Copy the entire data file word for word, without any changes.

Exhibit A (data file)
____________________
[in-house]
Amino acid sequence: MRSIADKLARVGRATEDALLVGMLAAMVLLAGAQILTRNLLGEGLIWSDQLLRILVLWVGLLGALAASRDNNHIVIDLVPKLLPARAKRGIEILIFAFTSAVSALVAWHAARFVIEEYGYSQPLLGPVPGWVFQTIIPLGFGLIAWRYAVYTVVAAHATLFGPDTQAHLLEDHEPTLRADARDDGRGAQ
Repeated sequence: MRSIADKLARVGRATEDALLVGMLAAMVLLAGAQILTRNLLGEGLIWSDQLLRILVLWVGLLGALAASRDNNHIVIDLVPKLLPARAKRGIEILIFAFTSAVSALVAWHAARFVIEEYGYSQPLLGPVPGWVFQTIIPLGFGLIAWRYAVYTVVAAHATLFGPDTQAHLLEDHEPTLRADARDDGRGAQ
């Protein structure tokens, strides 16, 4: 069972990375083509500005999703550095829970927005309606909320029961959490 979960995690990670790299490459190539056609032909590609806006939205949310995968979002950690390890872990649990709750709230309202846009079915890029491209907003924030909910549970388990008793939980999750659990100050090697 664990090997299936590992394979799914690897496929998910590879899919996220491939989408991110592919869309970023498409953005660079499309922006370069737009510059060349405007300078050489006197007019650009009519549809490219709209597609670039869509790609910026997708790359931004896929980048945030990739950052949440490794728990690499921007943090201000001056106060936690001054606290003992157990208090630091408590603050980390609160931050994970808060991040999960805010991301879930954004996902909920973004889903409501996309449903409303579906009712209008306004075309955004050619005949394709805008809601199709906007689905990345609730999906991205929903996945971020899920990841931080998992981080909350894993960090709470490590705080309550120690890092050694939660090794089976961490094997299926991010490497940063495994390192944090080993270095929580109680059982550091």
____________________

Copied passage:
[in-house]
Amino acid sequence: MRSIADKLARVGRATEDALLVGMLAAMVLLAGAQILTRNLLGEGLIWSDQLLRILVLWVGLLGALAASRDNNHIVIDLVPKLLPARAKRGIEILIFAFTSAVSALVAWHAARFVIEEYGYSQPLLGPVPGWVFQTIIPLGFGLIAWRYAVYTVVAAHATLFGPDTQAHLLEDHEPTLRADARDDGRGAQ
Repeated sequence: MRSIADKLARVGRATEDALLVGMLAAMVLLAGAQILTRNLLGEGLIWSDQLLRILVLWVGLLGALAASRDNNHIVIDLVPKLLPARAKRGIEILIFAFTSAVSALVAWHAARFVIEEYGYSQPLLGPVPGWVFQTIIPLGFGLIAWRYAVYTVVAAHATLFGPDTQAHLLEDHEPTLRADARDDGRGAQ
């Protein structure tokens, strides 16, 4: 069972990375083509500005999703550095829970927005309606909320029961959490 979960995690990670790299490459190539056609032909590609806006939205949310995968979002950690390890872990649990709750709230309202846009079915890029491209907003924030909910549970388990008793939980999750659990100050090697 664990090997299936590992394979799914690897496929998910590879899919996220491939989408991110592919869309970023498409953005660079499309922006370069737009510059060349405007300078050489006197007019650009009519549809490219709209597609670039869509790609910026997708790359931004896929980048945030990739950052949440490794728990690499921007943090201000001056106060936690001054606290003992157990208090630091408590603050980390609160931050994970808060991040999960805010991301879930954004996902909920973004889903409501996309449903409303579906009712209008306004075309955004050619005949394709805008809601199709906007689905990345609730999906991205929903996945971020899920990841931080998992981080909350894993960090709470490590705080309550120690890092050694939660090794089976961490094997299926991010490497940063495994390192944090080993270095929580109680059982550091």